From which he developed his report delivered to the Prime Minister just over a fortnight ago as to the state of STEM education in Australia. Professor Chubb is expected to publish the final report about the health of science in Australia in the first half of this year. What will eventuate remains to be seen.

On January 20, 2012 the Prime Minister's press office released a statement announcing "reforms to Australia’s peak science advisory body [PMSEIC] to make it more relevant and responsive to the immediate challenges and opportunities facing the nation". PMSEIC which since its inception was expected to meet twice annually hadn't met since February 4, 2011. The revitalised council was promised to meet regularly three times a year. In short PMSEIC has not met in 14 months, and so far no date or agenda for the revitalised PMSEIC has been made public.

Professor Chubb has been active in spuiking STEM and STEM education, but he has been addressing the converted. Since the beginning of January this year he has spoken at the:

• Launch of the Australian Mathematical Sciences Institute Summer School,
• National Youth Science Forum,
• "Neuroscience Down Under" forum at the Australian Embassy in Washington D.C.,
• Australian Mathematical Sciences Institute National Forum
• Australian Science Communication Conference,
• as well as giving the 2nd Annual Inspiring Australia address.

And last week he spoke at NICTA’s Big Picture Seminar in which he concluded: "Just to keep pace, that is to achieve the same proportion of STEM graduates in our workforce as the US, we need an additional 135,000 graduates over that decade and that represents a 66 per cent increase at a time when the numbers of students (or the proportion of students) taking the necessary subjects in school is still slowly falling – and the place of science in our world is clearly not well understood." But to suggest that the message is getting out to Australia's parliamentarians let alone the Australian public would be denying reality.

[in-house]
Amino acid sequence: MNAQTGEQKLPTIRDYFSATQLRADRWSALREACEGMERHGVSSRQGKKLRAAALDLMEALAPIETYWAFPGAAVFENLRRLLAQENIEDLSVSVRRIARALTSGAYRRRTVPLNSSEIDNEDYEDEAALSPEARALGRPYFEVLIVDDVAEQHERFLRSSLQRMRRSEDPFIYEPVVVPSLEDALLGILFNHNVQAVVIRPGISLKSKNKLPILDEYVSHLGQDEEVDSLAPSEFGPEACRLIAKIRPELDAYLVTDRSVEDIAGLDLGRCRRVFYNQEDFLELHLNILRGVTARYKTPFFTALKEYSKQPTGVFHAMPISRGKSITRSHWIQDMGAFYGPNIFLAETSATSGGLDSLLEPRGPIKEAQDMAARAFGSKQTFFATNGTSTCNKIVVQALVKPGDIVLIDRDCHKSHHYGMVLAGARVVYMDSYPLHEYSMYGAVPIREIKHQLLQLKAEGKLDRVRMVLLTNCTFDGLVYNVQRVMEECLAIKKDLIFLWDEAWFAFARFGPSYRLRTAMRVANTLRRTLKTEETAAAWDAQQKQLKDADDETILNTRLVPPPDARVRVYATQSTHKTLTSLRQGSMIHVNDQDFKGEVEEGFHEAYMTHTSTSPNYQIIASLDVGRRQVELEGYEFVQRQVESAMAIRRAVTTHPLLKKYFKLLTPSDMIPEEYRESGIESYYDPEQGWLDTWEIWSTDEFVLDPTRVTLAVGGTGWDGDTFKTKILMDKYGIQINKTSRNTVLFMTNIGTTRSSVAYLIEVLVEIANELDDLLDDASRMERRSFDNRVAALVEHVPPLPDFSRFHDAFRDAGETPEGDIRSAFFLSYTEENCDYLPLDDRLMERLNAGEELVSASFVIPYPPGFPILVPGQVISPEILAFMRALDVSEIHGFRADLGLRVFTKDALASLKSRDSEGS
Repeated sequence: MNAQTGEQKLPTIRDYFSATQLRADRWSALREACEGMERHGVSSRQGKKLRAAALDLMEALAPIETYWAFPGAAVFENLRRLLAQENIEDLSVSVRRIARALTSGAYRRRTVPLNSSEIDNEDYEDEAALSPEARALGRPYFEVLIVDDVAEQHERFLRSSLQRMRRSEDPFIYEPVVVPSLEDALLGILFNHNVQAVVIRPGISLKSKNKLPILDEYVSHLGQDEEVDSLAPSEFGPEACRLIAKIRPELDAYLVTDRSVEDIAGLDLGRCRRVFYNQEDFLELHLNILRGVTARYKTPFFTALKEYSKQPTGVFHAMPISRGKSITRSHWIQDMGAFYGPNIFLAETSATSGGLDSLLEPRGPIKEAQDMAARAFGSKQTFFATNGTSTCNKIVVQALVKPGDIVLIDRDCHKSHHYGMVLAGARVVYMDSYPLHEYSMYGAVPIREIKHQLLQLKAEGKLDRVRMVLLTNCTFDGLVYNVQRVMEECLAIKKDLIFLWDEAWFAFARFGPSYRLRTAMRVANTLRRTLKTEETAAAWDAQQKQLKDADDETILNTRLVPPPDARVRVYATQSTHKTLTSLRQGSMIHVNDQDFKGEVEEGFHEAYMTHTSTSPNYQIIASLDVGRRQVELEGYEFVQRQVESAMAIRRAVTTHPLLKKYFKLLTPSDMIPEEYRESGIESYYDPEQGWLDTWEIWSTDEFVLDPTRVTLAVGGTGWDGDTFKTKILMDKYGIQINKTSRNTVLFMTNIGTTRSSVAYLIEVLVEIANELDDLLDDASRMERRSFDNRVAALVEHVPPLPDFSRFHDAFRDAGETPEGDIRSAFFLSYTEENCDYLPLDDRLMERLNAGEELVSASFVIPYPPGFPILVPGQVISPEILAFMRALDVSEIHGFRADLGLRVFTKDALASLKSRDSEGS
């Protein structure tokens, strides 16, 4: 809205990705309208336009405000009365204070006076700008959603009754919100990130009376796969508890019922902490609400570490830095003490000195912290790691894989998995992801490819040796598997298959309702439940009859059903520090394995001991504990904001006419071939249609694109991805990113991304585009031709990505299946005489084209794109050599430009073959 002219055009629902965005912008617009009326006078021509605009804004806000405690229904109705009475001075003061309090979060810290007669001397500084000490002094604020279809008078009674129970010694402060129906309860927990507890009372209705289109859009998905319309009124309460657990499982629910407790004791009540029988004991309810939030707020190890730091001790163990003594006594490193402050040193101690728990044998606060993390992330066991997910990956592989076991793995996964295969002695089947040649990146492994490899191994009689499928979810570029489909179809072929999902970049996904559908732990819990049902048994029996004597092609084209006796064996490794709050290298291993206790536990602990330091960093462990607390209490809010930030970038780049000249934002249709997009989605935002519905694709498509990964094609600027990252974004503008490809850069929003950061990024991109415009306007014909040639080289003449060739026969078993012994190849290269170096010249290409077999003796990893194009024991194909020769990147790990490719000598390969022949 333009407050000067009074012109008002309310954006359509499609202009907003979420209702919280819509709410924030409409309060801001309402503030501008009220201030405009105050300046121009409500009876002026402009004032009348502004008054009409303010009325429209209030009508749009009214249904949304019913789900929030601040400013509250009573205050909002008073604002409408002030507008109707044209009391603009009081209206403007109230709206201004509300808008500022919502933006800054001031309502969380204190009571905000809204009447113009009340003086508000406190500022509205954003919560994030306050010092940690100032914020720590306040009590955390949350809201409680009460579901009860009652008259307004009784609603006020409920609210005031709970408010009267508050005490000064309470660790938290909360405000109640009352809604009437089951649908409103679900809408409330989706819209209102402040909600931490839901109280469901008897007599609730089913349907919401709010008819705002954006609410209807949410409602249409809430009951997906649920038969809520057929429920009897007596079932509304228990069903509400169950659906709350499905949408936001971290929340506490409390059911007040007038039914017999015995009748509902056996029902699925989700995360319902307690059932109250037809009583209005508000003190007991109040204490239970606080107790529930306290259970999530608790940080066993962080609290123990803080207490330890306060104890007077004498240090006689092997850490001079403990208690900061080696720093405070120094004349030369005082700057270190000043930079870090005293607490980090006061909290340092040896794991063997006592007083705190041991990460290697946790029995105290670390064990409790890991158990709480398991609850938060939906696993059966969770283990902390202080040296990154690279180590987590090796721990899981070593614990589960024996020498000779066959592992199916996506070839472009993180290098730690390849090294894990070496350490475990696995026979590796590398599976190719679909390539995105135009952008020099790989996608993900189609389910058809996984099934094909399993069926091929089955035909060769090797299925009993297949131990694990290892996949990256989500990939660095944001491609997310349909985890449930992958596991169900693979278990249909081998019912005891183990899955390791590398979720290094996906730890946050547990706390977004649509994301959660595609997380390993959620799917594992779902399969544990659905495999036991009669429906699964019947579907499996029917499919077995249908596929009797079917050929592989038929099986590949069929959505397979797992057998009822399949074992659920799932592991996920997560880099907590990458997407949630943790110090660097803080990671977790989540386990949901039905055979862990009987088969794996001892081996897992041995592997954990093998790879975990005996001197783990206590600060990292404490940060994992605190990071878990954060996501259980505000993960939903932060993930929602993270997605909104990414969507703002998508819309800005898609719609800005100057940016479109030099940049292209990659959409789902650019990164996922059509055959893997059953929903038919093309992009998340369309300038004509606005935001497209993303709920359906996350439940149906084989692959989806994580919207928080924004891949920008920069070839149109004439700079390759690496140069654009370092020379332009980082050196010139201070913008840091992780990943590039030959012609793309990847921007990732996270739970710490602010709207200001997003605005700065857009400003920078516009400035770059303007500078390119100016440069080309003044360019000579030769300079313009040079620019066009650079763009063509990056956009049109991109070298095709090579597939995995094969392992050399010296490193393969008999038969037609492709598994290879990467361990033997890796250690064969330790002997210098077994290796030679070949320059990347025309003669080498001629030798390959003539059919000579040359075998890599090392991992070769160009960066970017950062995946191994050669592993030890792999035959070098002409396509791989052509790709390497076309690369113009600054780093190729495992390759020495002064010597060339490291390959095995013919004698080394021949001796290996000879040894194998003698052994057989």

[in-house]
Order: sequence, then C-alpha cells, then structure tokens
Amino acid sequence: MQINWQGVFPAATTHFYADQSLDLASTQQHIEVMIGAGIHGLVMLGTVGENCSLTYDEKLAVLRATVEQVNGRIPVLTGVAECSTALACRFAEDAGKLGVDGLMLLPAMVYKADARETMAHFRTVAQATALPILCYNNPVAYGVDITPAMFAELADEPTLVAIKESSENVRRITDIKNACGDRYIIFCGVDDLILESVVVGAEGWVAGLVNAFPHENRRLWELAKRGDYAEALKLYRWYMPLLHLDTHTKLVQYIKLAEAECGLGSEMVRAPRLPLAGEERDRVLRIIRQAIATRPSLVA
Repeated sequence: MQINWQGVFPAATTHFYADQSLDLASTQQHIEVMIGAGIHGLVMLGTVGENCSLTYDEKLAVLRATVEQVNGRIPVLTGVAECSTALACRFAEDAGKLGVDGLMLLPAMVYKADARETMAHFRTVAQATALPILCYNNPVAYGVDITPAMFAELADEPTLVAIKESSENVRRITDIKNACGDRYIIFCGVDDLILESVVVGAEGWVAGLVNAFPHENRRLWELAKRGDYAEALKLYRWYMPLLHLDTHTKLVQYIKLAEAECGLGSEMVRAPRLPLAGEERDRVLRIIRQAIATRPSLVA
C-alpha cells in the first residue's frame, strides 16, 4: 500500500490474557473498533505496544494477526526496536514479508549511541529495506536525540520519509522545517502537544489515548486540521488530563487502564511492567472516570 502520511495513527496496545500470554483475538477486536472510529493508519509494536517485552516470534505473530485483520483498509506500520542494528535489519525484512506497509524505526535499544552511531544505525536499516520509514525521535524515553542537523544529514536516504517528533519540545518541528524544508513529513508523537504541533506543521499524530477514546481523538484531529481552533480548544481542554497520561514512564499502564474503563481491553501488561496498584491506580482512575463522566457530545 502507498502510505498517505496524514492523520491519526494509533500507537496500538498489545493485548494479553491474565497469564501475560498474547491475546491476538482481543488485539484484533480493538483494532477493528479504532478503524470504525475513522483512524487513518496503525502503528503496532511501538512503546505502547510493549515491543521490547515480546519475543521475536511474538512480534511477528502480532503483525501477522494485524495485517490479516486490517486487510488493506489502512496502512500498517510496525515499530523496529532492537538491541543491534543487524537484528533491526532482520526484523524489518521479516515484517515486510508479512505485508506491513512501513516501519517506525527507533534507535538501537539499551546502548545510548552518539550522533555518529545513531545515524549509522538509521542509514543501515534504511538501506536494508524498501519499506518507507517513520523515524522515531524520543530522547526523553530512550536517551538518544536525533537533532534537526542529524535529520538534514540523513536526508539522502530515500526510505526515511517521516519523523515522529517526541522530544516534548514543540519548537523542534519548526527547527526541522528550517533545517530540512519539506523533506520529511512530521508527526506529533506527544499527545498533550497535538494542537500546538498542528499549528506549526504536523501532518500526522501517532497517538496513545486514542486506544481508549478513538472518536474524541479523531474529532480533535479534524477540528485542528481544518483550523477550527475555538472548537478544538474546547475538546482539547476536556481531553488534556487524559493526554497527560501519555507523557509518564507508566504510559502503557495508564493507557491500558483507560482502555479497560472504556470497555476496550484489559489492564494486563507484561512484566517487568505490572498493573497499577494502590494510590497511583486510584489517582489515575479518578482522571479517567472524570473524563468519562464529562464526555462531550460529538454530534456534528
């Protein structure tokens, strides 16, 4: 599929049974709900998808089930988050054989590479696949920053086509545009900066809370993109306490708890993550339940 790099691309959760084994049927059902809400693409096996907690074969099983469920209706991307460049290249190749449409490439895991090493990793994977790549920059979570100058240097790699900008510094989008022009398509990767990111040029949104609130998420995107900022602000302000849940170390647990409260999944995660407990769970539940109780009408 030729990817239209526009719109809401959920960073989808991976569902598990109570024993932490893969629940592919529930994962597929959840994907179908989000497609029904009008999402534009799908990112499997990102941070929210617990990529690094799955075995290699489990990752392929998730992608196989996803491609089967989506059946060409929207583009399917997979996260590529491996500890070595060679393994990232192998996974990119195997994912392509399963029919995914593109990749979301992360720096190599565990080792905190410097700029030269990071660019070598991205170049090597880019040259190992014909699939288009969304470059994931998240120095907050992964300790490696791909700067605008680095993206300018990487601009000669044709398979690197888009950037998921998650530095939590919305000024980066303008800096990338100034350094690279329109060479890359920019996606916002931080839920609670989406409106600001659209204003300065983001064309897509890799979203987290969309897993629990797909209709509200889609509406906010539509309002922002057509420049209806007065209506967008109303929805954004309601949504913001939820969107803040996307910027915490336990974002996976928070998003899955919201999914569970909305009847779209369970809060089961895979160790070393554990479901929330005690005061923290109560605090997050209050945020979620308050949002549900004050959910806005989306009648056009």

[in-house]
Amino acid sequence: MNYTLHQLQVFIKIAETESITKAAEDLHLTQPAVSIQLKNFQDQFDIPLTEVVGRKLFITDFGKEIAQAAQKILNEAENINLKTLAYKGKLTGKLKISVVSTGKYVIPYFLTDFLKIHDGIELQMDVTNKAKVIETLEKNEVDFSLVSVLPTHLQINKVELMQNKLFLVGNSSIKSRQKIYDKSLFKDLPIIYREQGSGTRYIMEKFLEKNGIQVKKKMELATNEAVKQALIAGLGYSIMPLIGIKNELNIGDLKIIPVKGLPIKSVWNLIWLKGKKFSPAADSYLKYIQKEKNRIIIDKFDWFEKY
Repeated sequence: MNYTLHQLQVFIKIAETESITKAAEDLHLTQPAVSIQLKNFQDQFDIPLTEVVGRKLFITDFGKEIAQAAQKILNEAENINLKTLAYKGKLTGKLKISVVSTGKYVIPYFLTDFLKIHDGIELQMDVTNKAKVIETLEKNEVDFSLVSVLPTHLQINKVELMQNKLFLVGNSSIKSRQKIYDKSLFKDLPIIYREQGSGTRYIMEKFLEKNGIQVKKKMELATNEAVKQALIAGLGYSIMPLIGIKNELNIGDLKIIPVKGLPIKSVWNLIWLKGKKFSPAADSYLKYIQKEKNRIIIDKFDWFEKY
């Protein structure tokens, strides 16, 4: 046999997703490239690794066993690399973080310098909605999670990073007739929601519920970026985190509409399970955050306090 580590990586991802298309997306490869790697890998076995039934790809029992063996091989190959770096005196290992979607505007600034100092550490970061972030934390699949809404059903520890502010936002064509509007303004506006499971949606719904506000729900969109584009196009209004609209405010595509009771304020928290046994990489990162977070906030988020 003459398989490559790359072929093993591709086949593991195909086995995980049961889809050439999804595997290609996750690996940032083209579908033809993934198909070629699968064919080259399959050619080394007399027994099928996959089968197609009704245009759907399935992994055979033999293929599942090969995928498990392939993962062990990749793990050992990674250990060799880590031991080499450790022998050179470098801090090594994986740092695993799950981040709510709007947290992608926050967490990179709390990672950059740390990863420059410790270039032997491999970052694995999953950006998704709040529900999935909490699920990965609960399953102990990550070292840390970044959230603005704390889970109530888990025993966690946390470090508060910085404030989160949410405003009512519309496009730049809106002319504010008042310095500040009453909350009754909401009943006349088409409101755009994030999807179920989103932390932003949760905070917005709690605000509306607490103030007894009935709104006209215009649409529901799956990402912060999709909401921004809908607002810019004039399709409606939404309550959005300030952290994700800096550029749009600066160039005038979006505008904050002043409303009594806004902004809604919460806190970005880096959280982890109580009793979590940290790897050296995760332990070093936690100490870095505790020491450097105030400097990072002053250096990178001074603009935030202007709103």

Professor Chubb has joined the ranks of those who plead that qualified and inspiring teaching at all levels is essential. Last month President Obama's Council of Advisors on Science and Technology (PCAST) released its report: Engage to Excel: Producing One Million Additional College Graduates with Degrees in Science, Technology, Engineering, and Mathematics. And in Science's editorial of March 30, 2012 James Gates, Toll Physics Professor and director of the Center for String & Particle Theory at the University of Maryland, College Park, MD and Chad Mirkin, Rathmann Professor of Chemistry and director of the International Institute for Nanotechnology at Northwestern University, Evanston, IL note that the report "recommends that the federal government catalyze widespread adoption of empirically validated teaching practices, including active learning approaches using case studies, problem-based learning, peer instruction, and computer simulations. Classroom approaches that engage students actively increase retention of information, build critical thinking skills, induce more positive attitudes toward STEM disciplines, and strengthen retention of students in STEM majors".

Those recommendations are equally valid in Australia but there is little evidence of interest by the Labor government, the Liberal-National opposition, or the Greens. There is yet to be any tangible demonstration that Professor Chubb in replacing Penny Sackett as chief scientist has improved the prospects of STEM and STEM education.

Click here to view the February 7, 2012 Webcast in which the PCAST report is fully discussed. It is chaired by Carl Wieman, recipient of the 2001 Nobel Prize in Physics for the production, with Eric Cornell, of the first true Bose–Einstein condensate. He currently serves as Chair of the Board on Science Education of the National Academy of Sciences.